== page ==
The other event in the year 2010 was the third round of parliamentary elections, participated in by the opposition societies, who capitalized on the security crackdown in an amazing way for their elections campaign, to claim that the aim of the crackdown was to exclude the opposition from the parliament. Al Wafeq won 18 out 40 seats, which is the quota determined for it by the unfair constituencies.
In February 2011, and the flare up of the Pearl Roundabout uprising oil prices recovered and exceeded US$ 100 pb, which is the average price prevailing until now.
Thus, during one and a half decades of King Hamad’s rule substantial financial surpluses were accumulated, added to them one billion dollars per annum paid to Bahrain by GCC states since the year 2011.
In the light of that, the living conditions of Bahraini citizens did not improve in a manner that is proportional to the level of oil prices. The standard of services deteriorated in the fields of health, education and housing. In the field of housing, the number of housing applications reached some 50,000 applications, according to official statistics. The authorities failed in keeping their promises of providing a house for each citizen. The more obvious failure was the non-building of the Northern City and three other cities, whose construction plan had been announced since 2002. As opposed to that, private townships were expanded, mostly owned by new financial barons, who are effectively the fascades of Al-Khalifa finances and their allies.
Former MP Abdul Jaleel Khalil estimates “the total area of public land taken over illegally (to build townships .. etc) at 65 square kilometers with a minimum value of BD 15 billion” These were statistics revealed by a parliamentary commission of inquiry headed by Khalil who was then the leader of Al-Wefaq parliamentary fraction before it resigned in 2011. Despite the unprecedented financial abundances, the public debt is expected to rise to a new record level in the current year due to borrowing. It will go up from BD 4.2 billions in 2013 to BD 5.9 billions at the end of this year, i.e more than 52% of Bahrain’s GDP, and then to BD 7.7 billions in 2018 representing more than 61% of the GDP, “Modies Investors Services” have reduced Bahrain’s credit rating by one point, and warned further downgrading in future due to the government’s weak financial position, and projections of slow economic growth in the middle term.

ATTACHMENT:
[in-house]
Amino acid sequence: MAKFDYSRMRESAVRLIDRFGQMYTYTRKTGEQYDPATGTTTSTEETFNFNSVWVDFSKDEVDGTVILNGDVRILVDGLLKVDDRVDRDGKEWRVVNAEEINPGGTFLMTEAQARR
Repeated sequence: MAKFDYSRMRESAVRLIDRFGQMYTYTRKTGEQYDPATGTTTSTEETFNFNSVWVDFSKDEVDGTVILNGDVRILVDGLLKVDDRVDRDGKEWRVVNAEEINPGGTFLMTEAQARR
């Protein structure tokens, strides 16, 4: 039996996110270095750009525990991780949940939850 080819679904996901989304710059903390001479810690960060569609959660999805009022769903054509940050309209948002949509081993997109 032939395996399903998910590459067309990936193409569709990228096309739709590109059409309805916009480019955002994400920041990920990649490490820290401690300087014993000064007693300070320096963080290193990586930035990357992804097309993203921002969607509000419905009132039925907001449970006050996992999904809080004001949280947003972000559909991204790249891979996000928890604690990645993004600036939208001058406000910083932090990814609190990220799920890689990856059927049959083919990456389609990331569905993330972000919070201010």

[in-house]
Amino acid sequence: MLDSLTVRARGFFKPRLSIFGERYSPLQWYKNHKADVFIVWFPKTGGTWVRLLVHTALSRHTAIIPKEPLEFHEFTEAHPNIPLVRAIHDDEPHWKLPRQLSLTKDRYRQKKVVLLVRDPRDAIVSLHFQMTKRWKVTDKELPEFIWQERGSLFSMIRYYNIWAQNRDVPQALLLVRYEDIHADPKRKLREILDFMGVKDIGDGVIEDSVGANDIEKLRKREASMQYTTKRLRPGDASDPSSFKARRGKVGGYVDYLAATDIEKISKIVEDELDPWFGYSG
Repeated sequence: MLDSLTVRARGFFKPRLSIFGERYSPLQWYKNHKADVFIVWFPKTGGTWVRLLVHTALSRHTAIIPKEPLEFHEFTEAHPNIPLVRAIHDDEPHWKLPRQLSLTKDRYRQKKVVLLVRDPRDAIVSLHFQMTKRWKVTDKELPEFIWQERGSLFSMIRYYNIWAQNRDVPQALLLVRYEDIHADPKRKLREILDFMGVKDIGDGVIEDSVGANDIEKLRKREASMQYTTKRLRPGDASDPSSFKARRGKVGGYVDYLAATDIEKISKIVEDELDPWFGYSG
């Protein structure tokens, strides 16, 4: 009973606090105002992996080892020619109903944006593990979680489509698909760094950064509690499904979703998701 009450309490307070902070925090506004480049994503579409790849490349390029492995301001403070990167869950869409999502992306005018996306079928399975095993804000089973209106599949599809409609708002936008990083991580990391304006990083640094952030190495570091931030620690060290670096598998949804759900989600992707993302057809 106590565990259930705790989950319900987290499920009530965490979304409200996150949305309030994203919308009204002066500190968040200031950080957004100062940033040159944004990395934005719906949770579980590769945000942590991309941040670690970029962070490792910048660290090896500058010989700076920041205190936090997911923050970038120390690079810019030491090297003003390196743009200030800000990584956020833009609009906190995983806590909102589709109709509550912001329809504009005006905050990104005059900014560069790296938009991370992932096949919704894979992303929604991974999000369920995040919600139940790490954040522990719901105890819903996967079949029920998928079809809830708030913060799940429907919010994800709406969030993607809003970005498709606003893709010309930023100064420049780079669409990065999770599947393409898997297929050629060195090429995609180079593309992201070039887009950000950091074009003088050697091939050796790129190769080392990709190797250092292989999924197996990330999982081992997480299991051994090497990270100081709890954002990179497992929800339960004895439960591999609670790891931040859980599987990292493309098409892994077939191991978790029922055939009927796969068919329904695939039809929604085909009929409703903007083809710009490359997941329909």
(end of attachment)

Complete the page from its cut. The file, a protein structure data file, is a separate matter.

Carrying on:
Riayadh and Doha a hot battle using a cold language (http://www.alwasatnews.com/4032/news/read/812021/1.html)
The military and security establishment has been the main and the largest beneficiary from the increase in oil prices, with an expenditure level of 30% of the total state expenditure. It is obvious that this huge budget (about BD 855 million) establishes three tragic facts: First: This budget increases the security menace and the number and equipment of internal security and the intelligence services. Second: it increases the size of material and spiritual differences between Shi’as and Sunnis, because these establishments hardly employ any Shi’as. The Third point is the increase in political naturalization aimed at demographic change. It is known that illegal naturalization is concentrated on in the military establishment. It is for this reason that all the policemen killed in protests rocking Bahrain since 2011 are non-Bahrainis.